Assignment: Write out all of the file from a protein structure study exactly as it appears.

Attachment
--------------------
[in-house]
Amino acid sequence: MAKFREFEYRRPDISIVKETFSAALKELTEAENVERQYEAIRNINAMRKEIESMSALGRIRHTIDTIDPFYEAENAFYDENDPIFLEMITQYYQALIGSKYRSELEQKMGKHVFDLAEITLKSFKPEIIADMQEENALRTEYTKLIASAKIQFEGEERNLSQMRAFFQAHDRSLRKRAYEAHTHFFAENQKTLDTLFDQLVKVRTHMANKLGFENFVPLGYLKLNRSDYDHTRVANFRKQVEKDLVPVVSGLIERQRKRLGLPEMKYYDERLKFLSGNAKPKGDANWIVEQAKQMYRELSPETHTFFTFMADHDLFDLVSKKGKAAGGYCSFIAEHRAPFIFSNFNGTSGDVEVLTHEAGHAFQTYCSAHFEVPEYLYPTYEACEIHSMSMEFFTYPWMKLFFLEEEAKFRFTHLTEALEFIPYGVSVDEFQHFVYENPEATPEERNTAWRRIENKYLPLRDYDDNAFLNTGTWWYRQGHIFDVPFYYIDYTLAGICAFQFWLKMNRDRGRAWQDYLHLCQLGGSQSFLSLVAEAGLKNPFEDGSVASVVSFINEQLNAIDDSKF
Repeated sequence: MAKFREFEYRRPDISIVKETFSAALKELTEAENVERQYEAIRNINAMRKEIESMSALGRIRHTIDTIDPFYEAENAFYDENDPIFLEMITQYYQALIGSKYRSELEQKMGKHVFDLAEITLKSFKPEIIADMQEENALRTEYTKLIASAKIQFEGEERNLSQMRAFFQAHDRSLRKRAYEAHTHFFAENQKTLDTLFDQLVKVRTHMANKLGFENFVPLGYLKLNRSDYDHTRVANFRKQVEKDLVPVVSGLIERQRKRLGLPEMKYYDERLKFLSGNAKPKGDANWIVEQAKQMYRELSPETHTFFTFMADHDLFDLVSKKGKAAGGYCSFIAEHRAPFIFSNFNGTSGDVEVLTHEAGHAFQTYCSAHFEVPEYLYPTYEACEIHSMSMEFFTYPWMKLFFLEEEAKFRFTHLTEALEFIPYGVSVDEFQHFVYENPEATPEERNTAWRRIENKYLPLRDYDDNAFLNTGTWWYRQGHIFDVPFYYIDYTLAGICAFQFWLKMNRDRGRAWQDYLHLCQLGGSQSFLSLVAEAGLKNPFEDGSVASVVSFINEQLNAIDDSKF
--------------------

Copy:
[in-house]
Amino acid sequence: MAKFREFEYRRPDISIVKETFSAALKELTEAENVERQYEAIRNINAMRKEIESMSALGRIRHTIDTIDPFYEAENAFYDENDPIFLEMITQYYQALIGSKYRSELEQKMGKHVFDLAEITLKSFKPEIIADMQEENALRTEYTKLIASAKIQFEGEERNLSQMRAFFQAHDRSLRKRAYEAHTHFFAENQKTLDTLFDQLVKVRTHMANKLGFENFVPLGYLKLNRSDYDHTRVANFRKQVEKDLVPVVSGLIERQRKRLGLPEMKYYDERLKFLSGNAKPKGDANWIVEQAKQMYRELSPETHTFFTFMADHDLFDLVSKKGKAAGGYCSFIAEHRAPFIFSNFNGTSGDVEVLTHEAGHAFQTYCSAHFEVPEYLYPTYEACEIHSMSMEFFTYPWMKLFFLEEEAKFRFTHLTEALEFIPYGVSVDEFQHFVYENPEATPEERNTAWRRIENKYLPLRDYDDNAFLNTGTWWYRQGHIFDVPFYYIDYTLAGICAFQFWLKMNRDRGRAWQDYLHLCQLGGSQSFLSLVAEAGLKNPFEDGSVASVVSFINEQLNAIDDSKF
Repeated sequence: MAKFREFEYRRPDISIVKETFSAALKELTEAENVERQYEAIRNINAMRKEIESMSALGRIRHTIDTIDPFYEAENAFYDENDPIFLEMITQYYQALIGSKYRSELEQKMGKHVFDLAEITLKSFKPEIIADMQEENALRTEYTKLIASAKIQFEGEERNLSQMRAFFQAHDRSLRKRAYEAHTHFFAENQKTLDTLFDQLVKVRTHMANKLGFENFVPLGYLKLNRSDYDHTRVANFRKQVEKDLVPVVSGLIERQRKRLGLPEMKYYDERLKFLSGNAKPKGDANWIVEQAKQMYRELSPETHTFFTFMADHDLFDLVSKKGKAAGGYCSFIAEHRAPFIFSNFNGTSGDVEVLTHEAGHAFQTYCSAHFEVPEYLYPTYEACEIHSMSMEFFTYPWMKLFFLEEEAKFRFTHLTEALEFIPYGVSVDEFQHFVYENPEATPEERNTAWRRIENKYLPLRDYDDNAFLNTGTWWYRQGHIFDVPFYYIDYTLAGICAFQFWLKMNRDRGRAWQDYLHLCQLGGSQSFLSLVAEAGLKNPFEDGSVASVVSFINEQLNAIDDSKF